sharper focus ” House or home”
By Kelly Pontsler, Major
When does a house become a home? It’s an interesting question and one I ask as a person who has just made her 25th change of residence. I suspect that no two of us accomplish the task of relocating in exactly the same way.
How we pack, what we pack, when we pack, or if we even bother to pack at all says a ton (I suspect) about how our minds cope with change. In my case, the pictures on the wall and the books are usually the first items to go into boxes. Clean walls and clean bookcases say ‘this is it’ and seem to set all the rest in motion.
Although this move was only a short distance down the road and in town, it still required packing up an apartment full of personal items and furniture, which have now been delivered to the new house and off-loaded into a heap. Actually, many heaps. Big, mountainous heaps. And as I’ve been stepping over and around those heaps in the last few days, I couldn’t help but wonder, how long will it take for this place to feel like home?
English is an extraordinary language for expressing nuance and distinction. A house is a physical structure, a place to reside, a location with an address. But a home? That’s different, right? True, to call a place “home” is to also refer to a physical structure, a place to reside, a location with an address. But home is more— much more. It seems perhaps obvious to us English speakers, but I know from experience that not every language has the words to distinguish the two. House or home?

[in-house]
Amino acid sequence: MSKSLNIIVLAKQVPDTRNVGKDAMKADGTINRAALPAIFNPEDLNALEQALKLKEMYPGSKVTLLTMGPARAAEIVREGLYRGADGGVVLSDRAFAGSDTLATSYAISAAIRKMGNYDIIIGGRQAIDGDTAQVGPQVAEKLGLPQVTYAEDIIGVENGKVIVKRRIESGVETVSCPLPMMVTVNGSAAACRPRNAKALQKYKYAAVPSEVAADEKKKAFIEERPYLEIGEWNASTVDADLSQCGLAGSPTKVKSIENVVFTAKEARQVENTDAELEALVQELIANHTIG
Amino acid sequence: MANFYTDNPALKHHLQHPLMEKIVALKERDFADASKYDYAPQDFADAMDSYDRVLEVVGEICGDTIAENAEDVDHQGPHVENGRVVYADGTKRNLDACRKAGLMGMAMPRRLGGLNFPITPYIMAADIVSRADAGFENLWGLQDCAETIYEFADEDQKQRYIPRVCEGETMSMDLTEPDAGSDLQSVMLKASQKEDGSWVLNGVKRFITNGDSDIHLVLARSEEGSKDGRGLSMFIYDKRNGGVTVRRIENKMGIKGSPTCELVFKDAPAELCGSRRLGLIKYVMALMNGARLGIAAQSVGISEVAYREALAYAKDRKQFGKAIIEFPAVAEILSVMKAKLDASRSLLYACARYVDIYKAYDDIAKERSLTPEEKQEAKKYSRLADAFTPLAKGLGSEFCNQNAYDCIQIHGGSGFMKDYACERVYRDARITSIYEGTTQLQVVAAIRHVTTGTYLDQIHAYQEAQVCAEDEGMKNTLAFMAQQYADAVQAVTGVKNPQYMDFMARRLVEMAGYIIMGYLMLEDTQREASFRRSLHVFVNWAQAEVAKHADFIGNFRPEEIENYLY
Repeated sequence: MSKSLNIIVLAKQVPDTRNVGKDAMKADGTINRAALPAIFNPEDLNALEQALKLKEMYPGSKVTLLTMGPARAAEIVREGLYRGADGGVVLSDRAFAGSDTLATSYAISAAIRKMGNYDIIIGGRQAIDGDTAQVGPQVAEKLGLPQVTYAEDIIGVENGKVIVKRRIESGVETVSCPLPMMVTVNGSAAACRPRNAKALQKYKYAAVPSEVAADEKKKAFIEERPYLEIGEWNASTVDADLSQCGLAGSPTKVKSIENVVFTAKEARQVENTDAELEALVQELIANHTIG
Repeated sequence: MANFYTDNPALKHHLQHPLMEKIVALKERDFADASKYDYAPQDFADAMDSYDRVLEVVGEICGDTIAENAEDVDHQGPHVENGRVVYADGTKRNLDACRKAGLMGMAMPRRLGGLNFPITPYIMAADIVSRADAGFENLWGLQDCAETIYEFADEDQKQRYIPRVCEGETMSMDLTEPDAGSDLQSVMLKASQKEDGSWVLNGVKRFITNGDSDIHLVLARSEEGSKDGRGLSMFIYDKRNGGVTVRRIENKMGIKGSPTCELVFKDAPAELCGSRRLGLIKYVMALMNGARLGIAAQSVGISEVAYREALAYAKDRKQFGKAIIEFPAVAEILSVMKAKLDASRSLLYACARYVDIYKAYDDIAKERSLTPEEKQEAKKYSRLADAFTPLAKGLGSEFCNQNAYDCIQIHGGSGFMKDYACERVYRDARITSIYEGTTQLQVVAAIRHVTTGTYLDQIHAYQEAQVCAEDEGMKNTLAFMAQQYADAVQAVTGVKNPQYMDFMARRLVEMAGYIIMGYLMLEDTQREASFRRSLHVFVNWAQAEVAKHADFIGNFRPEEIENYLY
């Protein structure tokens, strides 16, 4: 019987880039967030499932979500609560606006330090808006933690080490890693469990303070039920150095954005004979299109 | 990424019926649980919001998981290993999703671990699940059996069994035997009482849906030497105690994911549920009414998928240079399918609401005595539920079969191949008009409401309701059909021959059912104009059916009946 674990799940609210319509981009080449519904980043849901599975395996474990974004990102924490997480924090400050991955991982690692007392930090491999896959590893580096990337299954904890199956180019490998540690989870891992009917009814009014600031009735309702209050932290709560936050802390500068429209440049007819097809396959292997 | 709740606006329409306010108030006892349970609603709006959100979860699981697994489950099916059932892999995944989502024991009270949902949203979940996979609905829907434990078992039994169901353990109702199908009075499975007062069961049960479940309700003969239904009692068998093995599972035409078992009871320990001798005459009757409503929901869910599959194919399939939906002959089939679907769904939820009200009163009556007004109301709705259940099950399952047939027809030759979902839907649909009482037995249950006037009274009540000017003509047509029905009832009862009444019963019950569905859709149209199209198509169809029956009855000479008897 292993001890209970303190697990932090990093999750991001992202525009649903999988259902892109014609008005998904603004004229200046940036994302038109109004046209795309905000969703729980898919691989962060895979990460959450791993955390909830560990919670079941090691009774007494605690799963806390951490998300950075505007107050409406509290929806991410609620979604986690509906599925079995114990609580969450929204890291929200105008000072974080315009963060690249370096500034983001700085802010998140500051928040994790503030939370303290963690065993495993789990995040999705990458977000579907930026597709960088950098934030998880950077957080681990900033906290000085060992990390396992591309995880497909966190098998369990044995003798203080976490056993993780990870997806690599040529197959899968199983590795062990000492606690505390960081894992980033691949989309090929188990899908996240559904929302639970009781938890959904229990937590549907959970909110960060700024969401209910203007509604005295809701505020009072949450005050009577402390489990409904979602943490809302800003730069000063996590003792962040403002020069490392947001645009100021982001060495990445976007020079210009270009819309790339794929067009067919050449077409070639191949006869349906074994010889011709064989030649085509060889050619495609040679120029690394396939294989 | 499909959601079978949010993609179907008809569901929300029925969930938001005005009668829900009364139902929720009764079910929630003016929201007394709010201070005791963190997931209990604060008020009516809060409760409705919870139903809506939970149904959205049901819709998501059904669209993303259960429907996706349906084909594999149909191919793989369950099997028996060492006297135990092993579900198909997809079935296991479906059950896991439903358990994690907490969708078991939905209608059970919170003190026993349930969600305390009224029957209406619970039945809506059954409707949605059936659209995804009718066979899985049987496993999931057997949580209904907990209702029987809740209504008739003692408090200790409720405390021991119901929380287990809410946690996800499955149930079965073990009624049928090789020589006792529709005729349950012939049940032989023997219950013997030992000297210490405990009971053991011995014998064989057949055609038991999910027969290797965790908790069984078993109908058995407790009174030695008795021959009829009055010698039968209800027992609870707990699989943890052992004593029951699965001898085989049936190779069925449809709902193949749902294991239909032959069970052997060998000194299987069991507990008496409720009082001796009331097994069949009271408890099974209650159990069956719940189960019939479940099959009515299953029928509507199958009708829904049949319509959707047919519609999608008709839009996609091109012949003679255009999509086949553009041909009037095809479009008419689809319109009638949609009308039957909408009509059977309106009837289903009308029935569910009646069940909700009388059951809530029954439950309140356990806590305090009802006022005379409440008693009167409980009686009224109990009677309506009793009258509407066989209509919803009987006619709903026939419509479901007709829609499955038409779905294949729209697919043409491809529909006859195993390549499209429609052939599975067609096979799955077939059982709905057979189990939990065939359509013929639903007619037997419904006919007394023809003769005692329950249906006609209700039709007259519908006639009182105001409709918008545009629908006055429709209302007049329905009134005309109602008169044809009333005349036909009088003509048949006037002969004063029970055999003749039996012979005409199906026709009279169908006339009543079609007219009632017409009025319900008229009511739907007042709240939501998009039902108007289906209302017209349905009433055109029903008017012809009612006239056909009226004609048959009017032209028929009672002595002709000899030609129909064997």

I realized today that what is true of our place of residence can equally be said of our church. How do you refer to the place you attend for spiritual nourishment? House of worship? Church home? House or home?
What’s the difference? I think it’s a matter of heart connection and settledness. Home is where my stuff is. Home is where my family is. Home is a place where I really settle in and dwell awhile. That may seem hard to believe, given the fact that I’ve relocated about every other year of my life (averaging it out). But it is, perhaps exactly that which convinces me that feeling at home is something more than just the duration of the stay. It is connectedness.
This last week we enjoyed a fabulous week of vacation Bible school in Salem. Nearly 100 children and some 50 volunteer helpers showed up each day to learn that no matter where they are, no matter what happens, trust God. We concluded with a recap of the week during our Sunday service, with many of those children in attendance with their parents. (How cool is that?)
So many new faces, so many opportunities to share the Good News, and even now I wonder, as they walked through our doors, did it feel like just another house or did it feel like home? I have no doubt that the coming weeks will tell. Our hope and prayer is that they will want to settle in and dwell awhile.
I love these lines from the writer of Psalm 84: How lovely is your dwelling place, O LORD of hosts!…Even the sparrow finds a home, and the swallow a nest for herself, where she may lay her young at your altars, O LORD of hosts, my King and my God. Blessed are those who dwell in your house, ever singing your praise! House and home!
Well, it’s going to take me a couple of weeks to get those mountainous heaps under control. But I promise you this, when the books get on the shelves and the pictures get up on the wall, I’ll be home!